"Are you with the pussies or the punks?" This has been a recurring comment on threads regarding Dickies frontman Leonard Graves Phillips' recent tirade from the stage against a young woman in the crowd at Warped Tour, and it seems to be tearing apart the hardcore music community right now. But this controversy is far more complex than that crude, reductive question, and it highlights a cultural debate that reflects not only today's sexual politics but generational divisions as well.
The incident happened last week in Denver; a video of it surfaced on June 26. On June 28, Phillips issued a statement on The Dickies' Facebook page, saying it "wasn't my proudest moment" but stopping short of offering a full apology.
In between and since, a lot of people have weighed in on social media: friends of those involved, fans, feminists and, most notably, The Dickies' punk peers, some of whom have gone so far as to post “I Stand With The Dickies” memes as their profile pictures on Facebook, and others (including the formidable frontman of The Adolescents) who have taken a stand against what the band did, only to suffer backlash. Even in the wake of the July Fourth holiday, the chatter about the incident continues; yesterday, two more rockers, Eagles of Death Metal's Jesse Hughes and The Offspring's Noodles, weighed in on Instagram, both posting support for the band.
Some background here for those who don’t know the whole sordid story by now. The woman in the crowd on the receiving end of Phillips' rant was a friend of War on Women, a feminist punk group on Warped’s roster (who have also since commented on the controversy). She was not a Warped attendee, as originally reported, but touring with War on Women as part of the group Safer Scenes, a project the band created to prevent harassment and violence at shows, particularly against women, minors and minority groups. In protest of The Dickies’ often obscene schtick, she held a sign in the audience that read, "Teen girls deserve respect, not gross jokes from disgusting old men! Punk shouldn't be predatory!"
Phillips' response: "Kiss it, ya bitch! I have fucked farm animals that were prettier than you, you fucking hog." He then led a chant of "Blow me! Blow me!" with the crowd and added, "How does it feel? To get shouted away, you cunt? C.U.N.T. Can you spell? You're a fat cunt. Fuck you!"
It was reported that The Dickies got kicked off the tour for the incident, but Warped's Kevin Lyman released a statement on Friday saying that this was not the case; it was, in fact, their last scheduled date.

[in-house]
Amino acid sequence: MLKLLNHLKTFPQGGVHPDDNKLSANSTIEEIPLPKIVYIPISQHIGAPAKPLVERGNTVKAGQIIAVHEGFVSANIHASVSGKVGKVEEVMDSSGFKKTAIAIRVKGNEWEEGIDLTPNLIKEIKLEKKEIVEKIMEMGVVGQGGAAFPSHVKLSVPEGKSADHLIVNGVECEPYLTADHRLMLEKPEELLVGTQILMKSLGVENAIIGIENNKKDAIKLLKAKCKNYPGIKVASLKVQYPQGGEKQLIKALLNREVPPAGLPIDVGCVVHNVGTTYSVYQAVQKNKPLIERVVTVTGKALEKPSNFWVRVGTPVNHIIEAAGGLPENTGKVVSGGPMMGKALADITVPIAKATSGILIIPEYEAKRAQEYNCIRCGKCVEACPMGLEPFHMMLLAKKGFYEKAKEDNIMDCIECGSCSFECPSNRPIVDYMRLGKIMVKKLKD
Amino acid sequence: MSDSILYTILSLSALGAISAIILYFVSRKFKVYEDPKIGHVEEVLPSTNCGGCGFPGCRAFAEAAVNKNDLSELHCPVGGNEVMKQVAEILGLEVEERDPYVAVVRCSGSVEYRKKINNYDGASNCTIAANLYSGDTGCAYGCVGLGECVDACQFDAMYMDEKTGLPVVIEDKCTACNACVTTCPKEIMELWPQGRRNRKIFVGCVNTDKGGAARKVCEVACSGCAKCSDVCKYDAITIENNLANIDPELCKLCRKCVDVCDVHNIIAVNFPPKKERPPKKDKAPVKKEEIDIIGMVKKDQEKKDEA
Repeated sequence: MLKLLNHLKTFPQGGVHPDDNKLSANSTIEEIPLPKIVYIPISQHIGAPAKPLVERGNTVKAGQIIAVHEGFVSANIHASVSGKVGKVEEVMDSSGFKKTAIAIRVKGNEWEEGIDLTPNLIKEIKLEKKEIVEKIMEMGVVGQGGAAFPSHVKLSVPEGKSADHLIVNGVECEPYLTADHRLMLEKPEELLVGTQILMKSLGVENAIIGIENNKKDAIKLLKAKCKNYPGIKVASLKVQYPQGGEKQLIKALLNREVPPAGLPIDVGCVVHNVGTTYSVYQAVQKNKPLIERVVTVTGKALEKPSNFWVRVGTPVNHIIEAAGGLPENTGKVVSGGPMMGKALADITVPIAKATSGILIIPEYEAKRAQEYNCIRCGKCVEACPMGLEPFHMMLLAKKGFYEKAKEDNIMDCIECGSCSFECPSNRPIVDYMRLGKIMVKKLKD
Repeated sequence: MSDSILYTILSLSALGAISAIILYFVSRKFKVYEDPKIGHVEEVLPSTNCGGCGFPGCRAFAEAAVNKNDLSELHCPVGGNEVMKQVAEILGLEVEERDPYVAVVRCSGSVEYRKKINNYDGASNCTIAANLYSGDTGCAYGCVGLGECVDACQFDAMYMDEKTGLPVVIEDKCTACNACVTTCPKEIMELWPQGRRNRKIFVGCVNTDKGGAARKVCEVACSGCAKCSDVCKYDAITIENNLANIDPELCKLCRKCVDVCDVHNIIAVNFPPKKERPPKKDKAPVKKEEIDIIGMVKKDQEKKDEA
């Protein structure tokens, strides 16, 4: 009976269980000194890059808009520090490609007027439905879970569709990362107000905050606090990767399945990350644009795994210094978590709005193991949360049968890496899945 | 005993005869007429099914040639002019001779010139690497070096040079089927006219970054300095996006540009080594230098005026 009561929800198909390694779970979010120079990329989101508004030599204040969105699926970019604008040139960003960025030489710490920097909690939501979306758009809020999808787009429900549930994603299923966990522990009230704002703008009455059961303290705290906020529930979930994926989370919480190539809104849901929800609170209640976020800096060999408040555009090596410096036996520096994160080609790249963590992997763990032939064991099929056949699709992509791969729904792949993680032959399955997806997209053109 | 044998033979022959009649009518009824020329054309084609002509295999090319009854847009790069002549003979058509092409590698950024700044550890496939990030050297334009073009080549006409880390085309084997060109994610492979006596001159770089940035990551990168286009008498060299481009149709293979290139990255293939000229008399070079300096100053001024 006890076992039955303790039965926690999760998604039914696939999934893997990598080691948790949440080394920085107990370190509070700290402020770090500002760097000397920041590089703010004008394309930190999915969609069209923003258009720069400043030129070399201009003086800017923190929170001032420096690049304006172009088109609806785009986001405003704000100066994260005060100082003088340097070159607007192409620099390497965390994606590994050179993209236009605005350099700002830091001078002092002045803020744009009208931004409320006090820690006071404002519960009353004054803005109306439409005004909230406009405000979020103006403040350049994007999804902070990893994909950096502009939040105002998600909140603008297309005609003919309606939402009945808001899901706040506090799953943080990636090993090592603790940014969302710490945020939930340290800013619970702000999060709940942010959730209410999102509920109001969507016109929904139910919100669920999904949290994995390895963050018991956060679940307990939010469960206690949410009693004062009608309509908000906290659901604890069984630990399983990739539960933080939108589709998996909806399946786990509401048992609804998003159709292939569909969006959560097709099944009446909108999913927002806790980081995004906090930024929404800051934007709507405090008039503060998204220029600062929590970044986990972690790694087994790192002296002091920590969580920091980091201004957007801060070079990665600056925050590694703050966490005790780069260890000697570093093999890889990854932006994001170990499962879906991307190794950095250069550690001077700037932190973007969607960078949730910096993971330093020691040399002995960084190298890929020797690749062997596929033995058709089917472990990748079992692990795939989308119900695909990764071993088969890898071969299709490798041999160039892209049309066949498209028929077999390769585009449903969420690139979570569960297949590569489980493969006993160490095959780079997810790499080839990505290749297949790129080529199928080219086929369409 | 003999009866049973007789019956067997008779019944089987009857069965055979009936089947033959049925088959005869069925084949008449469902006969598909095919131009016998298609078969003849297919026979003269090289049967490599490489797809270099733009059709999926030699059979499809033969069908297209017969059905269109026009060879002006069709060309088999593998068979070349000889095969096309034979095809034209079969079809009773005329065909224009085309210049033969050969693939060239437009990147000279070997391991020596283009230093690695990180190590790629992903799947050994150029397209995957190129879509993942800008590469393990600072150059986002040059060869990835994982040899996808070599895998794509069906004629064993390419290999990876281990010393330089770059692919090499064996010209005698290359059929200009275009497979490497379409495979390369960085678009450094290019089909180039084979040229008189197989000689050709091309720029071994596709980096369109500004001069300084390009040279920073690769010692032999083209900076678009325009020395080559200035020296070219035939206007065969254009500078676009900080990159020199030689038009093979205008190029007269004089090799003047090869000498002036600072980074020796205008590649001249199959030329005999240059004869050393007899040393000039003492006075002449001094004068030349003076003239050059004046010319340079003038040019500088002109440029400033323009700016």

“I ask anyone who has an issue with anyone else on tour to come sit under my tent with me and express their views diplomatically," Lyman wrote in his statement. "On this year's tour we have many people who may not agree with each other, but as humans we should be able to express our points of view in a civil manner. If we have any hope to progress as a society, communication will be key in moving forward.”
Lyman invited War on Women and Safer Scenes to the 2017 tour after he received criticism for allowing Jake McElfresh (aka Front Porch Step) to perform at Warped back in 2015 after sexual misconduct allegations against the singer-songwriter surfaced. In the case of The Dickies, Lyman seems to see both sides of the issue — but if he does, he's one of the few. There are two strongly opposed camps on this.
On one side, you have the old-school punk crowd: men (and some women) who argue that the purpose of punk rock is to upset the status quo, to cross the line, to fuck shit up and take no prisoners doing so. They say punk is about anything but being safe, and to police it so it’s digestible to all is to strip it of its very essence. One should go to a punk rock show prepared for anything, even — and maybe especially — to hear offensive content.
On the other side, you have feminists and younger music fans who feel that punk music and shows have long been breeding grounds for misogyny and hate against people of color, the LGBTQ community and other marginalized groups. They argue that many people, particularly young girls, who want to attend events such as Warped do not feel safe doing so when bands like The Dickies continue to say and do things onstage that objectify or verbally abuse women.
So who’s right? Does this all come down, once again, to the tired old question that’s plagued music rebels and journalists alike since that very first disenfranchised kid grabbed a mic and started screaming over some noisy power chords: What is punk? Who gets to define it, anyway?
Not Kevin Lyman. Not The Dickies. But not War on Women, either. In this instance, both sides have a point.
I consider myself a feminist and I think, in theory, that the idea of Safer Scenes is good and needed. But you can’t expect the people you oppose to take the higher ground if you don’t take it yourself. (We should all keep this in mind every time we insult Trump; we should focus on his shitty policies, not his bad hair, weight or orange-ness.) Safer Scenes is on the Warped Tour, with an information booth, to provide dialogue identifying, preventing and addressing sexual harassment and violence, racism and able-ism at the festival. This should be done with positivity and some semblance of the respect they are fighting for.
The Dickies protest, and specifically the sign, failed to do this. It amounted to heckling. It was accusatory and ageist. Amid the amped-up, adrenalin-charged atmosphere of a punk show, it was practically begging for a contentious response. Phillips took the bait.